By Yankee Editors
May 17 2021
Winemaker Michael Terrien at the Bluet production facility in Scarborough, Maine. It’s just down the road from where he and cofounder Eric Martin grew up, in Cape Elizabeth and South Portland, respectively.Photo Credit : Greta Rybus
Michael Terrien isn’t the first person to make wine from Maine’s famously flavorful wild berries, but he’s the first with serious winemaking chops. The Maine native had been making celebrated Pinot Noir and Chardonnay in California’s Napa Valley for 20 years before he and his childhood friend Eric Martin launched Bluet—a dry, sparkling wine made entirely from wild blueberries—in 2014. Could Down East Maine become the Napa Valley of blueberry wine? Terrien explains why he and a lot of other people in the state are starting to think so. —Rowan Jacobsen
Q: Why on earth would a Napa Valley winemaker make blueberry wine?
Are you kidding? A tart and sweet Stone Age fruit, bursting with flavors that speak of the terroir of glaciers, granite, and the ancient Atlantic sea floor? Tell me another fruit that has better winemaking bona fides than the Maine wild blueberry.
Q: What’s it like, and who is it for?
It’s wicked tart, bubbly, and blue—not exactly a focus-group kind of wine. Five years ago, stores didn’t know where to put it. We thought we might have to drink it all ourselves. But we’re finding a true fan base with the younger crowd that drinks natural wine, wild beer, funky ciders, and hard kombucha. Not just in Maine, either. Napa Valley’s Fatted Calf [an acclaimed charcuterie and butcher shop] sells quite a lot of it. A hotel on Hollywood Boulevard serves the cans poolside.
Q: Are you the first to do this?
Surely it must have been a farmhouse beverage in the 19th century, but in modern times Bob Bartlett of Bartlett Maine Estate Winery was the first to make a serious wild blueberry wine. We know from decades-old bottles of Bartlett that wild blueberry wine can age especially well. But Bob doesn’t make sparkling wine, so we may be the first to make a bubbly at any sort of scale.
Q: Maine’s wild blueberry industry has been around for centuries. Why is this happening now?
It’s the zeitgeist. The back-to-the-land promise of the 1960s, which brought my parents to Maine, is vivid again. Ten years ago, people were just beginning to discover heritage cider and sour ales. Now they’re ready for a drink that’s 100 percent wild blueberries, with zero sugar and zero sulfites. It’s a superfood, stuffed with antioxidants, naturally low in alcohol, and it tastes crazy alive with beautiful natural acidity from the coast of Maine.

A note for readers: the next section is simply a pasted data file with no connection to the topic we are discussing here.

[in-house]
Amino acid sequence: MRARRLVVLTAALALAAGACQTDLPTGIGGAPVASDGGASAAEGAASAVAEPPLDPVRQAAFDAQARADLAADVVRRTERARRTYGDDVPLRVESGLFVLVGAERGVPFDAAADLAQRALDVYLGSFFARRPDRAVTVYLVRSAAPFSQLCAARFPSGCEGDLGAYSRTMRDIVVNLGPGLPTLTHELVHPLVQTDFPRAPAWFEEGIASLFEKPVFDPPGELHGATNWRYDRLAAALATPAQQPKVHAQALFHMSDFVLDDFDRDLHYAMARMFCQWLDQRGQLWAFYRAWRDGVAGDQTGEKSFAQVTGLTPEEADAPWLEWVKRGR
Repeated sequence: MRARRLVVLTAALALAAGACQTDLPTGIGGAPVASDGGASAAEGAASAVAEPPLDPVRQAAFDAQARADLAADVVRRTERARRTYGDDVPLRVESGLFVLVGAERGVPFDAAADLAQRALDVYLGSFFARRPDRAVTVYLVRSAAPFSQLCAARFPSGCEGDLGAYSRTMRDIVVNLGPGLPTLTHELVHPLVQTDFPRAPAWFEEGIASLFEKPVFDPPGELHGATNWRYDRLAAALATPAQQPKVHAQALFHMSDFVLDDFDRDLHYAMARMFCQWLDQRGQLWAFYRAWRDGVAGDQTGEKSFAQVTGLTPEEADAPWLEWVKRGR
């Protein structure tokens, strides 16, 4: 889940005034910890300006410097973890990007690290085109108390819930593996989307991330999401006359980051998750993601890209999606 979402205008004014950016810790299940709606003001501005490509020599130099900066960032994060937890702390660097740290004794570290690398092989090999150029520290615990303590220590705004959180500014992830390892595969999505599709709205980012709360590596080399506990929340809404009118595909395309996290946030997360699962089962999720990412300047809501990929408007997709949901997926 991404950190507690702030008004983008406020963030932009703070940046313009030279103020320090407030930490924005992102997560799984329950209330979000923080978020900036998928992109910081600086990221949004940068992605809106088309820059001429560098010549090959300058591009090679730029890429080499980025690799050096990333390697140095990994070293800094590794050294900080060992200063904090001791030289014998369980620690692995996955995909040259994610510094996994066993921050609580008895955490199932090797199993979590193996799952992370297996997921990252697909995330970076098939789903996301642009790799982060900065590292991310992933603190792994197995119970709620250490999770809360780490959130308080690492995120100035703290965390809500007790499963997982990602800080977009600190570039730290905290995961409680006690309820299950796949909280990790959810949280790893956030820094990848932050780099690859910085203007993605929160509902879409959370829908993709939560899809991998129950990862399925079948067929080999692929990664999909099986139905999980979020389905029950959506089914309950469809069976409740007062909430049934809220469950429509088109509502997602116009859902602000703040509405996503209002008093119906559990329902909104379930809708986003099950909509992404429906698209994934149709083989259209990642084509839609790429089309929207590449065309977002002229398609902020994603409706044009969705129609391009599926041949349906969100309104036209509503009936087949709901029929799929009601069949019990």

Q: Was this a hard sell for the berry growers?
At first they thought we were crazy. The first year, John Boyington of Ridgeberry Farm flat-out told us a thousand pounds was way more fruit than we’d know what to do with. Now we buy 50 tons. Globalism has gutted the field price of blueberries. It’s been tough for families who grow them to survive. We offer our growers a better price—in cash—and it could get better. Apple growers sell cider apples for five times what they used to get for table apples. That could be the story of Maine wild blueberries.
Q: Wild blueberries are so small. Is there really enough fruit to supply a wine industry?
There’s more than enough to make a million cases of wine. That may sound like a lot, but it’s a fraction of a percent of California’s production. Nevertheless, it would solve the crisis for our family farms. The University of Maine and the Maine Community College System are interested in supporting this new industry, and there’s a trade group taking shape to encourage others.
Q: What would success look like? Give us the dream vision.
We see a near future where a handful of makers are all working together, learning how to make great wine. Our friend Joe Appel, who had been the wine buyer at Rosemont Market, quit his job in 2019 to start making blue bubbles. When I close my eyes, I see dozens of wineries a decade from now, each making wines that taste like their fields, from Appleton Ridge to Blue Hill to Roque Bluffs, like the grower-producers in Champagne. Then terroir starts to mean something.
To go deeper into the story of Bluet and the Maine blueberry wine industry, look for Rowan Jacobsen’s feature story in the July/August 2021 issue of Yankee.